Parents beware: Many YouTube channels that are wildly popular with young children are targeting them with thinly veiled ads for sugary beverages and junk food.
That is the conclusion of a new study published in the journal Pediatrics. The study authors analyzed more than 400 YouTube videos featuring so-called kid influencers — children with large social media followings who star in videos that show them excitedly reviewing toys, unwrapping presents and playing games. The study found that videos in this genre, which attract millions of followers and rack up billions of views, were awash in endorsements and product placements for brands like McDonald’s, Carl’s Jr., Hershey’s, Chuck E. Cheese and Taco Bell.
About 90% of the foods featured in the YouTube videos were unhealthy items like milkshakes, French fries, soft drinks and cheeseburgers emblazoned with fast food logos. The researchers said their findings were concerning because of YouTube’s popularity. Roughly 80% of parents with children 11 years old or younger say they let their children watch YouTube, and 35% say their children watch it regularly.
A spokeswoman for YouTube said the company had “invested significantly in the creation of the YouTube Kids app” and that “we don’t allow paid promotional content on YouTube Kids.”
Young children are particularly susceptible to marketing. Studies show that children are unable to distinguish between commercials and cartoons until they are 8 or 9 and that they are more likely to prefer unhealthy foods and beverages after seeing advertisements for them.
Experts say it is not just an advertising issue but a public health concern. Nearly 20% of Americans ages 2 to 19 are obese, up from 5.5% in the mid-1970s. Studies have found strong links between junk food marketing and childhood obesity, and experts say that children are now at even greater risk during a pandemic that has led to school closings, increased screen time and sedentary behavior.
“The way these branded products are integrated in everyday life in these videos is pretty creative and unbelievable,” said Marie Bragg, an author of the study and an assistant professor of public health and nutrition at the New York University School of Global Public Health. “It’s a stealthy and powerful way of getting these unhealthy products in front of kids’ eyeballs.”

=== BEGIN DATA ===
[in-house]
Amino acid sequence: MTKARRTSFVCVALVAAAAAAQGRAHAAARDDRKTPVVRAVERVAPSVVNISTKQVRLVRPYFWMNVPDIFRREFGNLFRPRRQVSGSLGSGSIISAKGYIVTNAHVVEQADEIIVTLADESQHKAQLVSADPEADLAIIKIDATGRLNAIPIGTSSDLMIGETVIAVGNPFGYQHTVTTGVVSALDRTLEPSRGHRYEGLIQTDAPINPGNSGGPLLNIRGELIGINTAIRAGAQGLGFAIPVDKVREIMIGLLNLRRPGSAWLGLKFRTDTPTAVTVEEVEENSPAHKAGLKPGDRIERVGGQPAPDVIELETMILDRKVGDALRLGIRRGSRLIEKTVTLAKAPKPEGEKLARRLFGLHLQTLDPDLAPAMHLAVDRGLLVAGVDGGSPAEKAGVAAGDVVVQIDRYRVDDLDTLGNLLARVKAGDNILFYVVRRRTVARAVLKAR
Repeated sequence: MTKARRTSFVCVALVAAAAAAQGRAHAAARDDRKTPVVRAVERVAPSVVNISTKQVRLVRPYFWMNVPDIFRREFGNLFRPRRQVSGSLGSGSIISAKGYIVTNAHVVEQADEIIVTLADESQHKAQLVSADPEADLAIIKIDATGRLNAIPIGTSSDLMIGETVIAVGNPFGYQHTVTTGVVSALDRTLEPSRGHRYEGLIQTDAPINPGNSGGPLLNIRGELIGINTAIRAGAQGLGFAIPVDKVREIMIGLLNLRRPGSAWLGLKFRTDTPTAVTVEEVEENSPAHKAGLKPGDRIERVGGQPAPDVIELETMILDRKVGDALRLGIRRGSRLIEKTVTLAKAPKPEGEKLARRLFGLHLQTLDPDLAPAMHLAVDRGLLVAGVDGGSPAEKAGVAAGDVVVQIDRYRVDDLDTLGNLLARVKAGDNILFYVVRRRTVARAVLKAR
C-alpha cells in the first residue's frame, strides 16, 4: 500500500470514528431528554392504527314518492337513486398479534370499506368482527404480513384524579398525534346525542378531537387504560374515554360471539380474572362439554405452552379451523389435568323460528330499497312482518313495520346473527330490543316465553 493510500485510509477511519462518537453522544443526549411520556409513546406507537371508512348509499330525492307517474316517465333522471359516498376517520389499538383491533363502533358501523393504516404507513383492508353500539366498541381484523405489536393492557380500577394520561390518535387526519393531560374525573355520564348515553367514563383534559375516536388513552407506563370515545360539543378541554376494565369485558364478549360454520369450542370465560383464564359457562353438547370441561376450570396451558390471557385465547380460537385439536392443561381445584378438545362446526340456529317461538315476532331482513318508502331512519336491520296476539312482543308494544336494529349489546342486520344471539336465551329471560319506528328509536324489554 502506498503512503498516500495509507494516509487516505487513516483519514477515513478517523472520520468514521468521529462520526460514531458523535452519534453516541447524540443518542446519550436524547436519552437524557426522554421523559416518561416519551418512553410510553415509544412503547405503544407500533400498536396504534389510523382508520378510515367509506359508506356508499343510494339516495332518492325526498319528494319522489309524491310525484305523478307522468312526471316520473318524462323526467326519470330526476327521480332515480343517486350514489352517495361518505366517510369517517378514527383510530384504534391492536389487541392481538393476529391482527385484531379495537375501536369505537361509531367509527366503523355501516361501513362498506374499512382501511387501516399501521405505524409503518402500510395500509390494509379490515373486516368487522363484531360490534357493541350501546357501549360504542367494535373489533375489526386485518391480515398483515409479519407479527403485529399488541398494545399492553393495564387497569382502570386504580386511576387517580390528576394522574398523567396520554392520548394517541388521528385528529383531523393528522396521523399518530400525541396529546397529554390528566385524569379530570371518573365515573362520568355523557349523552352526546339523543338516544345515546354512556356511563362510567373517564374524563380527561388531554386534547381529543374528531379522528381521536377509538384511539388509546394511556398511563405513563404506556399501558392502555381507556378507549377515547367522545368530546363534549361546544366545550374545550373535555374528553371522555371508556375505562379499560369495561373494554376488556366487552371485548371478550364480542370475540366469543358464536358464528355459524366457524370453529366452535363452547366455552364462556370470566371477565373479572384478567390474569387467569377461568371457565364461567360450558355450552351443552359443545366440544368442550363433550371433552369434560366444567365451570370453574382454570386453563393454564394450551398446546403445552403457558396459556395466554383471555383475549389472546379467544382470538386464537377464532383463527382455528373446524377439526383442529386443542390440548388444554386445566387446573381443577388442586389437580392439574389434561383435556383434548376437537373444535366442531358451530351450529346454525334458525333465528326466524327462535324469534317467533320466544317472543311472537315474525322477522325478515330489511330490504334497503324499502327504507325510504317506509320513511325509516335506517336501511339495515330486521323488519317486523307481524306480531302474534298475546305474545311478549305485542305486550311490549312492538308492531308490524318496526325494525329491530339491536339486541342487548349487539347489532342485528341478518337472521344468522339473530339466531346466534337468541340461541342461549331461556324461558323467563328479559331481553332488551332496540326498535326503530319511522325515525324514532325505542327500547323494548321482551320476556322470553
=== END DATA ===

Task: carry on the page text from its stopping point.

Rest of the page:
Bragg was prompted to study the phenomenon after one of her co-authors, Amaal Alruwaily, noticed her nieces and nephews obsessively watching YouTube videos of “kidfluencers” like Ryan Kaji, the 9-year-old star of Ryan’s World, a channel with 27 million subscribers. Children’s channels like Ryan’s World — which are frequently paid to promote products — are among the highest-grossing channels on YouTube. According to Forbes, Ryan earned $26 million last year, making him the top YouTube earner of 2019. Among the brands he has been paid to promote are Chuck E. Cheese, Walmart, Hasbro, Lunchables and Hardee’s and Carl’s Jr. One video shows him pretending to be a cashier at McDonald’s. It has been viewed about 95 million times.
Sunlight Entertainment, the production company for Ryan’s World, said it “cares deeply about the well-being of our viewers.”
To document the extent of the phenomenon, Bragg and her colleagues identified five of the top kid influencers on YouTube, including Ryan, and analyzed 418 of their videos. They found that food or beverages were featured 271 times, and 90% of them were “unhealthy branded items.” The videos featuring junk food have collectively been viewed more than 1 billion times.
The researchers could not always tell which products the influencers were paid to promote. The Federal Trade Commission has said that influencers should “clearly and conspicuously” disclose their financial relationships. But critics say the policy is rarely enforced.
Last year, senators called on the FTC to investigate Ryan’s World. The Council of Better Business Bureaus also found that Ryan’s World featured sponsored content from advertisers without proper disclosures. And watchdog group Truth in Advertising filed a complaint accusing the channel of deceiving children through “sponsored videos that often have the look and feel of organic content.”